April 4th, 1853
The California Academy of Natural Sciences is founded.
The renamed California Academy of Sciences is located at Grant Avenue and California Streets.
1891 - 1906
With a bequest from James Lick, a six-story stone building is built for the Academy on Market Street.
Seven scientists sail for the Galapagos in 1905 aboard the Schooner Academy. They bring back what becomes the core of the Academy's collections.
When the Great Quake strikes, Alice Eastwood, Academy Botanist, rescues a cart containing 2,000 specimens - the only pieces of the collection to survive.
The California Academy of Sciences' blue whale (Balaenoptera musculus) is presented to the Academy in 1915.
In 1910, San Francisco citizens vote to authorize a move to Golden Gate Park. The new Academy opens to the public in September, 1916.
The Steinhart Aquarium, the Academy’s second building, is dedicated in September, 1923. Bequeathed by Ignatz Steinhart, the aquarium was designed by Lewis P. Hobart.
Simson African Hall, dedicated December 3, 1934, opens after a decade of preparation and field work in Africa by Frank Tose.
“Methuselah” the lungfish (Neoceratodus forsteri) comes to the Academy. He is the oldest fish in the Steinhart Aquarium and may live up to 100 years.
During World War II, an optical shop was set up in the Academy to grind and polish lenses and to rebuild binoculars and telescopes for the U.S. Navy.
Dedicated in February, 1951, Science Hall is added to Simson African Hall and the Steinhart Aquarium.
With the staff and expertise gained from its World War II optical shop, the Academy build the Morrison Planetarium Star Projector and Foucault Pendulum.
Monarch the grizzly bear, captured alive in 1889, is transferred to the Academy in 1953, where he is used as the model for the new California state flag.
The California Academy of Sciences in Golden Gate Park.
By 1963, The Swamp contains animals American alligators and alligator snapping turtles.
The Fish Roundabout opens in 1977. This toroidal, or doughnut shaped, tank is the first of its kind in the United States.
This gallery was created following an exhibition of Gary Larsen’s Far Side cartoons which were inspired by his research at the Academy.
In 1992, the Herbst Portico was added. Its large glass entry doors are on the left, and the admissions and security desks are to the right.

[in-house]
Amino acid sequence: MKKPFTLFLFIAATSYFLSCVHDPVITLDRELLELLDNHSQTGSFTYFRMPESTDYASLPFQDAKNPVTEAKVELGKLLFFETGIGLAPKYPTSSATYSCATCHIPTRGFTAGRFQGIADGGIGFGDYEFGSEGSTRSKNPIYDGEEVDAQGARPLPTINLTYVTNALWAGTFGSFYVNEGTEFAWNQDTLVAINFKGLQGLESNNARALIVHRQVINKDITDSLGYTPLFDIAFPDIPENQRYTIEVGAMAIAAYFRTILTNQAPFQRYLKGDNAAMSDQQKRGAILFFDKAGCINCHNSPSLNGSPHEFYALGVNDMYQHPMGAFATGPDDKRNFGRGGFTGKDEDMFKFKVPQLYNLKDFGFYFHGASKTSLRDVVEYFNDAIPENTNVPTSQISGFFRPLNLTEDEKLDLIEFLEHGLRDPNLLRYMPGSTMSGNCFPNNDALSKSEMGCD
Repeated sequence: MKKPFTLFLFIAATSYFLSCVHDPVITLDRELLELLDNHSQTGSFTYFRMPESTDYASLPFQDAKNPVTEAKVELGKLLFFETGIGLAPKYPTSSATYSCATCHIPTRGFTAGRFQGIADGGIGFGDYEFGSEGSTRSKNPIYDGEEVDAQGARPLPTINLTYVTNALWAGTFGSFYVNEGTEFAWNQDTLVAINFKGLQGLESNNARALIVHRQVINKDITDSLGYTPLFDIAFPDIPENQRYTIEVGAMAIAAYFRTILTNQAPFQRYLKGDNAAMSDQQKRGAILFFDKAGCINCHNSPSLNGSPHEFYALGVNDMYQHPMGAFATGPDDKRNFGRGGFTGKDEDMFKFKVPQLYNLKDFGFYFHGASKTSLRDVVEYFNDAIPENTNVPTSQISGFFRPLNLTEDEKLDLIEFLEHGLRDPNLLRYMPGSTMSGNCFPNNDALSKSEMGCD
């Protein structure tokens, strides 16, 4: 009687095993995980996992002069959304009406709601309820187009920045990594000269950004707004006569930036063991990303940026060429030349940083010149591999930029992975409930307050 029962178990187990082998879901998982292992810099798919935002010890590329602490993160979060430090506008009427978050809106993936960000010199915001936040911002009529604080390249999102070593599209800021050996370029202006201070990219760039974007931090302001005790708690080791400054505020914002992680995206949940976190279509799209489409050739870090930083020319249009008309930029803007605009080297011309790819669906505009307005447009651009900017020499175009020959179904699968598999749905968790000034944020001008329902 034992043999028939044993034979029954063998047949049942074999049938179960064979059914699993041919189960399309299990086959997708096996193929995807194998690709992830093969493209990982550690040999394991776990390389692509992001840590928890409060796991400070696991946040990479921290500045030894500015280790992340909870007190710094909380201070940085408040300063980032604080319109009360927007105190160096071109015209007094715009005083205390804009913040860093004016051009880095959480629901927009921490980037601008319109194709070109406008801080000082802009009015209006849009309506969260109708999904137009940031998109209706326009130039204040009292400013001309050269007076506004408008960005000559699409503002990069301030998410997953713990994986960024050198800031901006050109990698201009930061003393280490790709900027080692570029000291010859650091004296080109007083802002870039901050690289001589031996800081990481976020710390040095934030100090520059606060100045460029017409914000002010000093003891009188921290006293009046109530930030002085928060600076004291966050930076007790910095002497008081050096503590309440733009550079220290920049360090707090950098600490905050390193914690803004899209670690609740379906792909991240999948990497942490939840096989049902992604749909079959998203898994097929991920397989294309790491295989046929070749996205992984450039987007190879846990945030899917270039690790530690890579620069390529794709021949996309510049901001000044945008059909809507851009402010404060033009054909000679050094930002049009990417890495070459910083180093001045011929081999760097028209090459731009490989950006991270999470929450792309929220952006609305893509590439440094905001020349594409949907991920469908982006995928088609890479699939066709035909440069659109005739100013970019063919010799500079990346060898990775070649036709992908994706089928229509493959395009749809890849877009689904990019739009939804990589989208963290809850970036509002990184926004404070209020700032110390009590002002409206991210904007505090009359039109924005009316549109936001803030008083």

The Academy’s Tyrannosaurus rex is assembled in the Academy Courtyard in 1993. It is used to explain the science behind Jurassic Park.
The Academy closes due to structural damage from the 1989 Loma Prieta earthquake.
The Academy resides in its temporary location at 875 Howard Street. It remains open to the public.
Construction of the new Academy begins in Golden Gate Park.
September 27, 2008
The California Academy of Science reopens. Designed by Architect Renzo Piano, it is the greenest museum in the world.
On an evening in 1853—just three years after California joined the United States—seven men assembled in a candle-lit room in San Francisco and founded the first scientific academy west of the Atlantic seaboard.
The California Academy of Sciences soon became one of the west's most popular destinations, drawing 80,000 visitors annually to gaze at its giant wooly mammoth, lifelike grizzly bears, native plant specimens and rare artifacts.
But when the Great Quake of 1906 struck the city, the Academy's home and all but a handful of specimens were lost. It would not be the last time that nature exacted a price from those who sought to study, protect and preserve it.
In 1916, the Academy found a new home, the North American Hall in Golden Gate Park, where it grew over the decades to include Steinhart Aquarium, Simson African Hall, Science Hall, the Morrison Planetarium and more.
Then, in 1989, nature again took its toll in the form of the Loma Prieta earthquake. Major structural damage left the Academy in need of another beginning.
The Academy took advantage of this rare opportunity to rethink the Academy and the entire museum-going experience. The new vision: To create an institution for the 21st century - a premier destination of grand design, and one that would bring the latest in scientific research to the public in the most engaging, educational and inspiring way imaginable.
For more details on the history of the Academy, scroll through the timeline of images above.